“You can’t develop mental toughness without challenging yourself. I call it stressing yourself for success. There’s no question the human body is designed with that fight, flight, or freeze response, and you can interpret that to mean we’re not supposed to essentially stress ourselves out because we’re supposed to avoid stress or eliminate stress (which is impossible by the way) because it’s not good for our bodies.
“Well, that’s not true. Even in caveman days, it was the hunter who was able to control the stress response and turn it into a performance behavior that would allow him to get the most meat, face down the charging tiger, and organize a team to defeat him. That was called leadership. So, just because we have stress everyday in our life, doesn’t mean it has to be debilitating or lead to disease in our bodies.”
That’s a quote from our recent Social Capitalist guest Mark Divine, CEO of SEALFIT, NavySEALs.com and US CrossFit. He suggested the following strategies to channel your stress into high performance and actionable success:
- Breath control. Breathing has become an unconscious body function for most people. To get control of your breath, concentrate on it, slow it down, deepen it, use the full capacity of your lungs, and use your diaphragm. Anytime you feel that stress coming on, kick into this breath. In a calm environment, Mark recommends a four-count inhale, a four-count hold, and then a four- count exhale. If you’re in an environment where your heart is racing and you need more oxygen, just slow it down and do a four-count inhale, then a four-count exhale.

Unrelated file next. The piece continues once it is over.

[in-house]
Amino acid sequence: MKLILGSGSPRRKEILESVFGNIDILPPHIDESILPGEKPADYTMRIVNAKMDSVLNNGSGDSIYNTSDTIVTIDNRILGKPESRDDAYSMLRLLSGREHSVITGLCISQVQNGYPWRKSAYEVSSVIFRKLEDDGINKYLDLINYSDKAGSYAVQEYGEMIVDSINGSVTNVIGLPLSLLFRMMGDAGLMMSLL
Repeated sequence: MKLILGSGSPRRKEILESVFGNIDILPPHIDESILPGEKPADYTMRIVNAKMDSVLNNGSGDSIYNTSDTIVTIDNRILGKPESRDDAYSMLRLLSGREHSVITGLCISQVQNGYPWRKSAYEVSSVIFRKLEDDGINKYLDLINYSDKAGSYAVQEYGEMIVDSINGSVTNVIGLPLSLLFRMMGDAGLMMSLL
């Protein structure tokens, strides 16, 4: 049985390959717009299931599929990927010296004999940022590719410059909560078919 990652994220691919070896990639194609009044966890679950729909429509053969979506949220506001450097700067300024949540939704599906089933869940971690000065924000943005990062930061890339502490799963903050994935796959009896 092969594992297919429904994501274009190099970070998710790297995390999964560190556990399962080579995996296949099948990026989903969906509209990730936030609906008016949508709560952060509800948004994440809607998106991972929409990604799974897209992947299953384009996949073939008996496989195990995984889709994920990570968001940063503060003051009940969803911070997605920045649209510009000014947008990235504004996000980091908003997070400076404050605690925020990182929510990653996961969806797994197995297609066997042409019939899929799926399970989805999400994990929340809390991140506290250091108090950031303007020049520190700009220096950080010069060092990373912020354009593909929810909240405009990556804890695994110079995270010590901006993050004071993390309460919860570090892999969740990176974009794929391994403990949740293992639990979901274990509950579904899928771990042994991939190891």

- Collapse your goal. When you’re in a stressful situation, collapse your goal into readily achievable short-term goals. It very quickly eliminates fear and anxiety surrounding the larger goal. This can provide directionality, momentum, and give you small victories toward your endgame, which has a very powerful effect on mental toughness and your stress response.
- Visualization. Use your creative mind to visualize yourself as successful, as powerful, as a leader, as healthy, as whatever it is you want. Visualization is also a useful tool to practice skills. Your body, physiologically, only makes a subtle distinction between practicing a skill in your mind versus using your body. Let’s say, in the martial arts context, a sword stroke, or for someone in the business setting, a communication dialogue. You practice and master those skills in your mind and it has a similar effect as if you were practicing it in the real world.
Your mission: The next time you feel stress, use one or all of these tools to turn your stress into performance-oriented action.
Are you already using any of these strategies to “catch the tiger”?